US Taxes for an American Married to a Foreign Spouse

When you’re falling in love, the last thing you’re thinking about is taxes. However, taxes are inevitable, and if you have a foreign spouse as an American, you need to know how yours might change.

As long as one spouse is an American citizen or resident, taxes don’t need to get more complicated than they have to be. Married couples can still file joint returns, even if one is a nonresident alien. If your foreign spouse is a resident alien, nothing really changes, tax-wise: U.S. residents are basically taxed the same regardless of citizenship. If you both live overseas, filing U.S. taxes back home can get more difficult. But, that’s nothing that a skilled CPA can’t handle on your behalf.

US Tax Help knows that navigating tax season can be hard. Our CPAs can help you and your foreign spouse file your taxes without stress. To learn more about the CPAs for American expatriates at US Tax Help, call today at (541) 362-9127.

Can Americans Married to Foreign Spouses File Joint Returns?

If you have a foreign spouse who is neither a U.S. citizen nor a resident of the United States, you may be missing out on some tax benefits your other married friends have access to. Filing a joint tax return can be beneficial for various reasons, but can you do that if you have a foreign spouse?

For joint-filing purposes, Americans with foreign spouses can elect for their spouse to be treated as a U.S. resident for the tax year. This means that your collective worldwide income will be taxed. It also means that the American spouse must report their stateside income if applicable, and the foreign spouse will need to report their foreign income, if applicable.

This only applies to couples where one is a U.S. citizen or resident during the tax year. If you don’t want to elect for you and your foreign spouse to be treated as a U.S. resident on your annual taxes, you may qualify for head of household filing status instead. This can also be advantageous since heads of household generally qualify for a lower tax rate and a higher standard deduction for dependents than individual filers do.

If you choose not to file jointly with your foreign spouse, you can’t choose to file as single. Instead, your tax status needs to be married filing separately.

Deciding to file a joint return can be confusing at first. Doing so means that the IRS can tax your income and your foreign spouse’s income. Skilled accountants, like those at US Tax Help, can explain the benefits and potential downsides of filing a joint return with your foreign spouse. For example, did you know that joint filers generally get a larger standard deduction? And that you may be eligible for more appealing tax credits and deductions if you file jointly? Americans with foreign spouses should know that filing jointly isn’t out of the question for them and their partners.

Are Taxes Different for Americans Married to Resident Aliens?

Just because your spouse is from a foreign country doesn’t mean that they can’t live in the United States with you. While marrying an American citizen doesn’t guarantee citizenship for your spouse, they may get a green card so they can live in the U.S. with you.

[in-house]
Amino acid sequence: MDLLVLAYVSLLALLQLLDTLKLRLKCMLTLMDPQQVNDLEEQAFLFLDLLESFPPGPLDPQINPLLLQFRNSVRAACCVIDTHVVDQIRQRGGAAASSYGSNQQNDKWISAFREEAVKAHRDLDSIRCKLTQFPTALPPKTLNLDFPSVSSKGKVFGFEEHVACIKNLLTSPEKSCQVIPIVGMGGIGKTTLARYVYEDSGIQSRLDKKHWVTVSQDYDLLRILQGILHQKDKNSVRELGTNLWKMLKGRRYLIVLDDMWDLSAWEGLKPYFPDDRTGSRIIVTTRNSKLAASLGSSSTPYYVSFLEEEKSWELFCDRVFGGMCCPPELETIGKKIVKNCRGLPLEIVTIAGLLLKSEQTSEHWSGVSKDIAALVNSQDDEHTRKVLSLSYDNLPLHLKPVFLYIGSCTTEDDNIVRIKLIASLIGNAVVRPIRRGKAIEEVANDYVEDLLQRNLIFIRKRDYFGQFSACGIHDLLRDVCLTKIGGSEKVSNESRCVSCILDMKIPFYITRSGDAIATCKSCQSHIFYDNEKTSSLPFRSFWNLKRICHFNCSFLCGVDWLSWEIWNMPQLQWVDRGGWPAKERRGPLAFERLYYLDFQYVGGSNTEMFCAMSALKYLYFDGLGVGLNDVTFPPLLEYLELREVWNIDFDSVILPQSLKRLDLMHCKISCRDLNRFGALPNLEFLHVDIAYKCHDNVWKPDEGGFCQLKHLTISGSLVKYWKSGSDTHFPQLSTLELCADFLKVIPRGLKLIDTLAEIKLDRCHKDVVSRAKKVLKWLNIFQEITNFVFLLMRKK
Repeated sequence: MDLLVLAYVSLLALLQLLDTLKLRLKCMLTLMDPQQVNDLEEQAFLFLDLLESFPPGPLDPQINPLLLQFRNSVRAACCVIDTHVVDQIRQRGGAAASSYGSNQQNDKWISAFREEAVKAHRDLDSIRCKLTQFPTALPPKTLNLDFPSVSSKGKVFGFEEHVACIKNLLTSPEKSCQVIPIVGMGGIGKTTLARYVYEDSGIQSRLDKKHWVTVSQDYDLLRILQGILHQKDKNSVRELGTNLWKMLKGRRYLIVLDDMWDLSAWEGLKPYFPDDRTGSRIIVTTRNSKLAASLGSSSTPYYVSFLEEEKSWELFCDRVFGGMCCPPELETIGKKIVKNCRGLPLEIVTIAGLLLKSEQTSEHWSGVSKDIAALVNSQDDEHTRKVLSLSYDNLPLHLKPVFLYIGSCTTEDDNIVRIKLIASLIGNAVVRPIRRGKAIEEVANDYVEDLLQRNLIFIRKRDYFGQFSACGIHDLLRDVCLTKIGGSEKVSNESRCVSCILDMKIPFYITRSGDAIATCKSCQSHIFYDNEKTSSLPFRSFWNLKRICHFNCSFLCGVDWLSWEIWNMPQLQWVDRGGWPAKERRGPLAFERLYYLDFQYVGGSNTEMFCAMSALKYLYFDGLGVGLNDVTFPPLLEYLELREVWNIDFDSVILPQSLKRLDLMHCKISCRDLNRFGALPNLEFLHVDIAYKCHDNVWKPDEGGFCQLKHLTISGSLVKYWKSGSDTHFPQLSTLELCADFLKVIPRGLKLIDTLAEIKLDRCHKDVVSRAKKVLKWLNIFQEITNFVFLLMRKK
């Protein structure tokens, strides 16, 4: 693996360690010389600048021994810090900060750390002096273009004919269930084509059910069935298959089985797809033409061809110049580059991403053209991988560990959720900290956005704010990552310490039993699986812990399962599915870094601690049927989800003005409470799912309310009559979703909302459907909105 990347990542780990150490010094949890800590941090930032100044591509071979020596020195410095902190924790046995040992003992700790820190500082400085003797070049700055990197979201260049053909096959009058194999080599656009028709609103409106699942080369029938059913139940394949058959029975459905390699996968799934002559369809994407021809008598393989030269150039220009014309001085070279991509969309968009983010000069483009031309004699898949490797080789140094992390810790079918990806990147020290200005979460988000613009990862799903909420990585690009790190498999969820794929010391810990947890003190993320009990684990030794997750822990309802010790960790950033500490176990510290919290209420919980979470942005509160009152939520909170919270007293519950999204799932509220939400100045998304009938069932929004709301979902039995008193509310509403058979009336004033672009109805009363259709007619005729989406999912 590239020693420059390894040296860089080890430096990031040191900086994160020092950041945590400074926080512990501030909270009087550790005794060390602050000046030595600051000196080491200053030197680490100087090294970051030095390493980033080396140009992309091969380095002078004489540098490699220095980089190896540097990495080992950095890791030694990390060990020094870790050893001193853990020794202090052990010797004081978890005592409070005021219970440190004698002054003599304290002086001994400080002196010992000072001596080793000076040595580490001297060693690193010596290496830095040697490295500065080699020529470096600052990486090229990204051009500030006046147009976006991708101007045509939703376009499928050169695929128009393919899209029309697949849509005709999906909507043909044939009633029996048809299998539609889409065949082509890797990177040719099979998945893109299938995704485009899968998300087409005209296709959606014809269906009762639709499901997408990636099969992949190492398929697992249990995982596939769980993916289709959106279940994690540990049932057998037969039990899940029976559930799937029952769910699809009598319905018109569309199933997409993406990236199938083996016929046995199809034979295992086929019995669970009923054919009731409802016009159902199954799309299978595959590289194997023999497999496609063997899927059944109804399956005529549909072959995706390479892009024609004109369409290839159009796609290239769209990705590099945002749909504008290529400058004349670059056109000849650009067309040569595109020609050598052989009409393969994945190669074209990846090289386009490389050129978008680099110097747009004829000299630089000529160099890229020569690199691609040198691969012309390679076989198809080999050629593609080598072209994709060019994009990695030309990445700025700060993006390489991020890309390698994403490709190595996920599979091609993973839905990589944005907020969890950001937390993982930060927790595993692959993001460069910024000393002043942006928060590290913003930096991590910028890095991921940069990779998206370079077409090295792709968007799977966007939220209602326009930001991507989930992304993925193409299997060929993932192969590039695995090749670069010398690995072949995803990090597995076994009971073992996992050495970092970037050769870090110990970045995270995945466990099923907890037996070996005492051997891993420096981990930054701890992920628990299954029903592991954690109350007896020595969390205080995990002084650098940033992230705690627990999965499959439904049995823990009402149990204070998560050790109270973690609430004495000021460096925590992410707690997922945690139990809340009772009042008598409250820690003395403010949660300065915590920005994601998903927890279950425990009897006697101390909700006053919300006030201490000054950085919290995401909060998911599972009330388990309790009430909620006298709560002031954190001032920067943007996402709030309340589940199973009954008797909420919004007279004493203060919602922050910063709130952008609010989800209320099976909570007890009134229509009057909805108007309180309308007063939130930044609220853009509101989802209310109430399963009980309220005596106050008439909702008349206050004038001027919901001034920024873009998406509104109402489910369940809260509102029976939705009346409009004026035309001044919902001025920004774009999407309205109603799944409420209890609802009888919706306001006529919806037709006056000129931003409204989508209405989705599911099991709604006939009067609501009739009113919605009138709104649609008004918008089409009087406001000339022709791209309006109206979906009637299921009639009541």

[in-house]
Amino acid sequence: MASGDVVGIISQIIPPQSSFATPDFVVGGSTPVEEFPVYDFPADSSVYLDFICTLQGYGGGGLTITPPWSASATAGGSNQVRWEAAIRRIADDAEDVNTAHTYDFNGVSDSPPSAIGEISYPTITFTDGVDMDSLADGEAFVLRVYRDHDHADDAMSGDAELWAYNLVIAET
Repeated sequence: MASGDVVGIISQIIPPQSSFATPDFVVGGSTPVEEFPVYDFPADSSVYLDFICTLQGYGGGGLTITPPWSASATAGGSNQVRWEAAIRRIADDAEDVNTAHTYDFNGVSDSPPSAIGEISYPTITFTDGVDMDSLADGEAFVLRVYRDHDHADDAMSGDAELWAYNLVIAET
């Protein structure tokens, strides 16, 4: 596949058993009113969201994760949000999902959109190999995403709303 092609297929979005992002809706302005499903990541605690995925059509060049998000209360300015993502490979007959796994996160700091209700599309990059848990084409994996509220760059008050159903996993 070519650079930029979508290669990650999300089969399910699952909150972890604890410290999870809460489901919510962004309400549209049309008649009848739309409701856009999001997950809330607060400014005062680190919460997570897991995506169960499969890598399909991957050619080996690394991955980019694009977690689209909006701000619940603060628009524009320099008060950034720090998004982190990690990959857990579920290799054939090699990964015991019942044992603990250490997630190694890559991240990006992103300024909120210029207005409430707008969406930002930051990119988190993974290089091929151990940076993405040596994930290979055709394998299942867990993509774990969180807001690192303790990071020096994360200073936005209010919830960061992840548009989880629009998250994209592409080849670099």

Resident aliens can use the same filing forms, deadlines, and statuses available to American citizens. That means American citizens can file their annual tax returns jointly with their foreign spouses with little to no difference as long as they’re U.S. residents. If your foreign spouse has lived in the U.S. for the entire year and wants to file independently, they can be eligible for the same tax credits and deductions as any American citizen.

Do Americans Have to Pay Taxes If They Reside in a Foreign Spouse’s Country?

In cases where an American leaves the United States to live in their spouse’s country of origin, they likely still need to pay U.S. taxes and report certain foreign assets. Their spouse might also have to pay some taxes in the U.S. depending on how they file.

As long as Americans retain their citizenship, they must file taxes with the IRS. For expatriates living in their spouses’ foreign nations, the rules are clear. Americans living overseas must report their annual worldwide income to the IRS on their annual tax return. This includes any income earned in your spouse’s foreign country. You may have to submit additional forms to the IRS, including Form 8938 and an FBAR report.

IRS Form 8938, Statement of Specified Foreign Financial Assets, is necessary to complete if your foreign financial assets exceed a certain amount. Our experienced accountants can explain what foreign financial assets are and help you assess the aggregate amount you and your foreign spouse have.

U.S. expats living in their spouses’ country of origin must also make an FBAR report if they hold over $10,000 across their foreign bank accounts at any time. You may not be aware of FBAR when you first move to your spouse’s home overseas, so consulting an accountant to learn about these matters is important. You can incur financial penalties if you don’t make the proper reports and submit the necessary forms.

Since American citizens have to pay taxes regardless of where they live, it’s important to know that you can still file jointly while living outside the U.S. with a foreign spouse. In order to do so, one spouse must be an American citizen. Again, you can elect for your spouse to be considered a U.S. resident on your joint taxes to qualify for additional benefits and deductions, even if you reside overseas. However, this may mean their foreign income will also need to be taxed in the U.S.

Call Our CPAs for Tax Help Today

If you’re an American married to a foreign spouse, your tax filing might change. When that happens, having a skilled CPA by your side is ideal. Call the CPAs for American expatriates at US Tax Help today to learn more at (541) 362-9127.